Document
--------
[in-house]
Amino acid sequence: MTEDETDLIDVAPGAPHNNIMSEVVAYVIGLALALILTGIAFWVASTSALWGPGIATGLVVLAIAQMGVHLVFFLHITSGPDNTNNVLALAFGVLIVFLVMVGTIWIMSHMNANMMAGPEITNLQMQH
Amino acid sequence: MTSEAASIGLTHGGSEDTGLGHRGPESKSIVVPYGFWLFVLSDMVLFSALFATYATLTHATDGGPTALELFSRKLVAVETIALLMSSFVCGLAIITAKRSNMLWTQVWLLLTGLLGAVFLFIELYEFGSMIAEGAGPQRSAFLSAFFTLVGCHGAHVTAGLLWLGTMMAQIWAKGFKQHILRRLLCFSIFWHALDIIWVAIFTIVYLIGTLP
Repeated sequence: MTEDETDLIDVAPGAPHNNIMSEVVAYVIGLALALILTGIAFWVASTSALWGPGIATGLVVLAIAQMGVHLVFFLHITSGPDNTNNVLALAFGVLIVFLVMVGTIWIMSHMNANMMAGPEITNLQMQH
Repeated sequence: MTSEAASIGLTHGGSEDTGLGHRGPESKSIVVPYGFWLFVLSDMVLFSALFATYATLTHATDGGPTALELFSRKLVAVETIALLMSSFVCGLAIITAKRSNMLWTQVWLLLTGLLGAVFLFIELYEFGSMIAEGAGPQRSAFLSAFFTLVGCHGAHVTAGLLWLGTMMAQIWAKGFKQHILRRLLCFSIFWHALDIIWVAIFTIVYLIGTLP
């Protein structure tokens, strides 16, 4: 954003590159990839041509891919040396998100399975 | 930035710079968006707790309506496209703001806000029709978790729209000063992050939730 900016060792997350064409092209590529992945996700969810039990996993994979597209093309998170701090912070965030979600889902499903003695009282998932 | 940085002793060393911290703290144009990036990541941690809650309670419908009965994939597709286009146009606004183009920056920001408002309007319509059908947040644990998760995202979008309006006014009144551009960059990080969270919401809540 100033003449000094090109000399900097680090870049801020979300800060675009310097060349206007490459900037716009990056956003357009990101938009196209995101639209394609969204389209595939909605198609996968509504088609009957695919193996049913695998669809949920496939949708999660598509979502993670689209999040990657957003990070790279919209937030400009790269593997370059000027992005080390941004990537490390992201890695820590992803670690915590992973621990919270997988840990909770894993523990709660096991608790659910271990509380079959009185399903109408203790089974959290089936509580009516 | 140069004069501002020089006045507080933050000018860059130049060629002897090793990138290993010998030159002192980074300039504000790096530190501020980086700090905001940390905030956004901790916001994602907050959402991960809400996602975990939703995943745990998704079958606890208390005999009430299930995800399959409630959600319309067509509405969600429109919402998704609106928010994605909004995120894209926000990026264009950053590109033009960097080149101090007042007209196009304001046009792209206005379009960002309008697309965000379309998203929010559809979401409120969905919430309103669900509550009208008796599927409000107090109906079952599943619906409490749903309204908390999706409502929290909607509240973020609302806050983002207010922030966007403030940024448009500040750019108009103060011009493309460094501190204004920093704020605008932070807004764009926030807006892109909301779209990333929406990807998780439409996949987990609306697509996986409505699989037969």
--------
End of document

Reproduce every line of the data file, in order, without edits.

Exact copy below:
[in-house]
Amino acid sequence: MTEDETDLIDVAPGAPHNNIMSEVVAYVIGLALALILTGIAFWVASTSALWGPGIATGLVVLAIAQMGVHLVFFLHITSGPDNTNNVLALAFGVLIVFLVMVGTIWIMSHMNANMMAGPEITNLQMQH
Amino acid sequence: MTSEAASIGLTHGGSEDTGLGHRGPESKSIVVPYGFWLFVLSDMVLFSALFATYATLTHATDGGPTALELFSRKLVAVETIALLMSSFVCGLAIITAKRSNMLWTQVWLLLTGLLGAVFLFIELYEFGSMIAEGAGPQRSAFLSAFFTLVGCHGAHVTAGLLWLGTMMAQIWAKGFKQHILRRLLCFSIFWHALDIIWVAIFTIVYLIGTLP
Repeated sequence: MTEDETDLIDVAPGAPHNNIMSEVVAYVIGLALALILTGIAFWVASTSALWGPGIATGLVVLAIAQMGVHLVFFLHITSGPDNTNNVLALAFGVLIVFLVMVGTIWIMSHMNANMMAGPEITNLQMQH
Repeated sequence: MTSEAASIGLTHGGSEDTGLGHRGPESKSIVVPYGFWLFVLSDMVLFSALFATYATLTHATDGGPTALELFSRKLVAVETIALLMSSFVCGLAIITAKRSNMLWTQVWLLLTGLLGAVFLFIELYEFGSMIAEGAGPQRSAFLSAFFTLVGCHGAHVTAGLLWLGTMMAQIWAKGFKQHILRRLLCFSIFWHALDIIWVAIFTIVYLIGTLP
């Protein structure tokens, strides 16, 4: 954003590159990839041509891919040396998100399975 | 930035710079968006707790309506496209703001806000029709978790729209000063992050939730 900016060792997350064409092209590529992945996700969810039990996993994979597209093309998170701090912070965030979600889902499903003695009282998932 | 940085002793060393911290703290144009990036990541941690809650309670419908009965994939597709286009146009606004183009920056920001408002309007319509059908947040644990998760995202979008309006006014009144551009960059990080969270919401809540 100033003449000094090109000399900097680090870049801020979300800060675009310097060349206007490459900037716009990056956003357009990101938009196209995101639209394609969204389209595939909605198609996968509504088609009957695919193996049913695998669809949920496939949708999660598509979502993670689209999040990657957003990070790279919209937030400009790269593997370059000027992005080390941004990537490390992201890695820590992803670690915590992973621990919270997988840990909770894993523990709660096991608790659910271990509380079959009185399903109408203790089974959290089936509580009516 | 140069004069501002020089006045507080933050000018860059130049060629002897090793990138290993010998030159002192980074300039504000790096530190501020980086700090905001940390905030956004901790916001994602907050959402991960809400996602975990939703995943745990998704079958606890208390005999009430299930995800399959409630959600319309067509509405969600429109919402998704609106928010994605909004995120894209926000990026264009950053590109033009960097080149101090007042007209196009304001046009792209206005379009960002309008697309965000379309998203929010559809979401409120969905919430309103669900509550009208008796599927409000107090109906079952599943619906409490749903309204908390999706409502929290909607509240973020609302806050983002207010922030966007403030940024448009500040750019108009103060011009493309460094501190204004920093704020605008932070807004764009926030807006892109909301779209990333929406990807998780439409996949987990609306697509996986409505699989037969």